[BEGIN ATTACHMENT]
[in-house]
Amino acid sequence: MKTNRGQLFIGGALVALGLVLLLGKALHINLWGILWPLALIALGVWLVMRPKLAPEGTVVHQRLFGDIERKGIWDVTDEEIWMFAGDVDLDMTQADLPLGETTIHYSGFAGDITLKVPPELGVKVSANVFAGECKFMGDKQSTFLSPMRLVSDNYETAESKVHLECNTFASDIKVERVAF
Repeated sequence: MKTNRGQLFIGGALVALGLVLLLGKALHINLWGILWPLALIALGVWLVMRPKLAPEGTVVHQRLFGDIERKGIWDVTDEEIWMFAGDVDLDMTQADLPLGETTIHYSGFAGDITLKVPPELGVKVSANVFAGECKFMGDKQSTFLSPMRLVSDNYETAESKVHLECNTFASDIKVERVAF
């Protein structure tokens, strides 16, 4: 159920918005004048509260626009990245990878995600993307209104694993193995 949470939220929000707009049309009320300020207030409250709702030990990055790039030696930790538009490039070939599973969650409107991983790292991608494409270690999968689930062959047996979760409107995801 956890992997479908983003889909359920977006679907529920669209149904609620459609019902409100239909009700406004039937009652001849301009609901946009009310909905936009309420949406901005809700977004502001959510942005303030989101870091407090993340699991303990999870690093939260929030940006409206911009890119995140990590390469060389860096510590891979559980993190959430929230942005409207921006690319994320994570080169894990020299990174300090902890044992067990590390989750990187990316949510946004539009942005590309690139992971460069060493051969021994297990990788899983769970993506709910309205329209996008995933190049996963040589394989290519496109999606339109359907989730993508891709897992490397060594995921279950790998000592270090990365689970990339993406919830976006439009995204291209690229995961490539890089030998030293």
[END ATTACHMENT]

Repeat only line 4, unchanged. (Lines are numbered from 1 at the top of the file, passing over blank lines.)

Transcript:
């Protein structure tokens, strides 16, 4: 159920918005004048509260626009990245990878995600993307209104694993193995 949470939220929000707009049309009320300020207030409250709702030990990055790039030696930790538009490039070939599973969650409107991983790292991608494409270690999968689930062959047996979760409107995801 956890992997479908983003889909359920977006679907529920669209149904609620459609019902409100239909009700406004039937009652001849301009609901946009009310909905936009309420949406901005809700977004502001959510942005303030989101870091407090993340699991303990999870690093939260929030940006409206911009890119995140990590390469060389860096510590891979559980993190959430929230942005409207921006690319994320994570080169894990020299990174300090902890044992067990590390989750990187990316949510946004539009942005590309690139992971460069060493051969021994297990990788899983769970993506709910309205329209996008995933190049996963040589394989290519496109999606339109359907989730993508891709897992490397060594995921279950790998000592270090990365689970990339993406919830976006439009995204291209690229995961490539890089030998030293």